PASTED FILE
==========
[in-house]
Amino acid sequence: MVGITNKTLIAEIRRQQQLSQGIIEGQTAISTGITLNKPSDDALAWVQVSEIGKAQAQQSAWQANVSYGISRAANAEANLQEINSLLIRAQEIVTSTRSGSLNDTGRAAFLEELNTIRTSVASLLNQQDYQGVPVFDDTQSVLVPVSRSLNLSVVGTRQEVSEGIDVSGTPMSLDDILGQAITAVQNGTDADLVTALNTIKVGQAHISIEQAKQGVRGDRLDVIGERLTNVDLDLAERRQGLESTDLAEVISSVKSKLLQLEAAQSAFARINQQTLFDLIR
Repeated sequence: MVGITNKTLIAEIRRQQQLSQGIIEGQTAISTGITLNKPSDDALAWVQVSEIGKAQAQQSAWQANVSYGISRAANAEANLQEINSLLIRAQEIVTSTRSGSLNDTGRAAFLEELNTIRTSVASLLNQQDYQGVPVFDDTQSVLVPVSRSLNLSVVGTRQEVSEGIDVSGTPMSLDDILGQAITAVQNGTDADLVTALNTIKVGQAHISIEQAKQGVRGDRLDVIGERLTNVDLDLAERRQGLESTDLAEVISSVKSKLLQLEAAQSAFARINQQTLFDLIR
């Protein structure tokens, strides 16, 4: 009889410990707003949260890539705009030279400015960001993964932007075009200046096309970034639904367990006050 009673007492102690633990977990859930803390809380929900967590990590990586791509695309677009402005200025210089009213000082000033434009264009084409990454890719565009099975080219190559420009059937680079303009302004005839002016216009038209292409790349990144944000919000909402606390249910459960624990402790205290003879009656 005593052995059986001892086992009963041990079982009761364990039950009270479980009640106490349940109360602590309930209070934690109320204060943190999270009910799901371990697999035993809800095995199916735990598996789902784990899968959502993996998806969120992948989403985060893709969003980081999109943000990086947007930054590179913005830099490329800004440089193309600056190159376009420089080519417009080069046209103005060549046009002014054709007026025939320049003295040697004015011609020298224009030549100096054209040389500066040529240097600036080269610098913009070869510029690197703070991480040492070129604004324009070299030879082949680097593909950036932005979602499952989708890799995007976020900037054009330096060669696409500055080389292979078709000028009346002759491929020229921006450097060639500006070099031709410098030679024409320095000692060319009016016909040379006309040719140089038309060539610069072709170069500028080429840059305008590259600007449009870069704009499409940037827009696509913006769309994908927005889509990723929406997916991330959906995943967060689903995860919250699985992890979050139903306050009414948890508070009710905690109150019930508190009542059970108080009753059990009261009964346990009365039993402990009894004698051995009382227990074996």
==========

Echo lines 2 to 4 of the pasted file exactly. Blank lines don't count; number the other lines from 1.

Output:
Amino acid sequence: MVGITNKTLIAEIRRQQQLSQGIIEGQTAISTGITLNKPSDDALAWVQVSEIGKAQAQQSAWQANVSYGISRAANAEANLQEINSLLIRAQEIVTSTRSGSLNDTGRAAFLEELNTIRTSVASLLNQQDYQGVPVFDDTQSVLVPVSRSLNLSVVGTRQEVSEGIDVSGTPMSLDDILGQAITAVQNGTDADLVTALNTIKVGQAHISIEQAKQGVRGDRLDVIGERLTNVDLDLAERRQGLESTDLAEVISSVKSKLLQLEAAQSAFARINQQTLFDLIR
Repeated sequence: MVGITNKTLIAEIRRQQQLSQGIIEGQTAISTGITLNKPSDDALAWVQVSEIGKAQAQQSAWQANVSYGISRAANAEANLQEINSLLIRAQEIVTSTRSGSLNDTGRAAFLEELNTIRTSVASLLNQQDYQGVPVFDDTQSVLVPVSRSLNLSVVGTRQEVSEGIDVSGTPMSLDDILGQAITAVQNGTDADLVTALNTIKVGQAHISIEQAKQGVRGDRLDVIGERLTNVDLDLAERRQGLESTDLAEVISSVKSKLLQLEAAQSAFARINQQTLFDLIR
């Protein structure tokens, strides 16, 4: 009889410990707003949260890539705009030279400015960001993964932007075009200046096309970034639904367990006050 009673007492102690633990977990859930803390809380929900967590990590990586791509695309677009402005200025210089009213000082000033434009264009084409990454890719565009099975080219190559420009059937680079303009302004005839002016216009038209292409790349990144944000919000909402606390249910459960624990402790205290003879009656 005593052995059986001892086992009963041990079982009761364990039950009270479980009640106490349940109360602590309930209070934690109320204060943190999270009910799901371990697999035993809800095995199916735990598996789902784990899968959502993996998806969120992948989403985060893709969003980081999109943000990086947007930054590179913005830099490329800004440089193309600056190159376009420089080519417009080069046209103005060549046009002014054709007026025939320049003295040697004015011609020298224009030549100096054209040389500066040529240097600036080269610098913009070869510029690197703070991480040492070129604004324009070299030879082949680097593909950036932005979602499952989708890799995007976020900037054009330096060669696409500055080389292979078709000028009346002759491929020229921006450097060639500006070099031709410098030679024409320095000692060319009016016909040379006309040719140089038309060539610069072709170069500028080429840059305008590259600007449009870069704009499409940037827009696509913006769309994908927005889509990723929406997916991330959906995943967060689903995860919250699985992890979050139903306050009414948890508070009710905690109150019930508190009542059970108080009753059990009261009964346990009365039993402990009894004698051995009382227990074996």